Vroom Inc.’s stock fell by 18 percent at the opening Thursday (Aug. 13) as the New York City-based eCommerce car company beat estimates but its third quarter (Q3) outlook fell short.
The online used auto dealer reported an adjusted loss of 23 cents per share in the second quarter (Q2) on revenue of $253.1 million. Analysts expected a loss of 60 cents on revenue of $234.9 million.
Vroom said it expects Q3 revenue to be $268 million to $290 million, while Wall Street calls for $344.6 million, according to FactSet, the Connecticut-based data provider.
“In response to the drop in demand and uncertainty around vehicle pricing early in the pandemic, we chose to de-risk the business by significantly reducing our inventory during the first half of the quarter,” CEO Paul Hennessy said in a statement with the earnings release. “As demand increased and pricing became more stable through the second half of the quarter, we pivoted to start rebuilding inventory and continue to do so. These lower inventory levels prevented us from fulfilling all of the demand that materialized in the second half of the quarter.”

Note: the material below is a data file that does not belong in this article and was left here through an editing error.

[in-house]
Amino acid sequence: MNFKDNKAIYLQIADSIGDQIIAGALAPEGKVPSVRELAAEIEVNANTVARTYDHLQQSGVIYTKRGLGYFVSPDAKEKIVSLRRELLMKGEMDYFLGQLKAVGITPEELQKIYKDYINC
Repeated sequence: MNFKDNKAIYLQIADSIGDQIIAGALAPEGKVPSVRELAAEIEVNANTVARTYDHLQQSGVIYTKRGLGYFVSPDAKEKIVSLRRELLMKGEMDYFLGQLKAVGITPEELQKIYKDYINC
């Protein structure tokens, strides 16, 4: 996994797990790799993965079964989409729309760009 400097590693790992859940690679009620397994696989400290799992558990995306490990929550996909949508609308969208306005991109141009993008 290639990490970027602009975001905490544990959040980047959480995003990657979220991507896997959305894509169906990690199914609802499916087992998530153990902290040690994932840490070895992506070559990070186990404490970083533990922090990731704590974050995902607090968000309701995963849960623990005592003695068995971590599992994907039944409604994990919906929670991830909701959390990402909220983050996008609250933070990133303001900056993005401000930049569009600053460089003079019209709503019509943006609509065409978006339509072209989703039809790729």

During Q2, the company said it managed through a roller-coaster ride of vehicle demand and operational challenges posed by the COVID-19 pandemic.
While the number of vehicles sold increased by 74 percent to 6,713 in Q2, up from 3,856 for the same period last year, gross profits for those vehicles fell by 57 percent to $2.1 million, down from $4.9 million in Q2 2019.
The Q2 results are the first since Vroom went public two months ago.
It was a different story on its first day of trading on June 9 when Vroom saw its shares more than double after the company raised $468 million for its initial public offering (IPO). The firm’s stock traded as high as $47.50, up 115.9 percent from the stock’s IPO price of $22. It later pulled back a bit to $44.10 shortly before the close, up 100.5 percent.
In an interview with PYMNTS in April, Hennessy’s outlook was bright. As brick-and-mortar businesses were forced to close their doors, the impact on Vroom was far milder. He said even in the turbulent times created by the coronavirus, consumers still want to buy and sell cars and are open to doing it online.
“The model is able to effectively deliver to every state in the country, and we’ve seen demand remain very strong because digital does exactly what consumers need it to at this time: deliver to their driveway … and settle the entire transaction end-to-end in a contact-free way,” Hennessy said.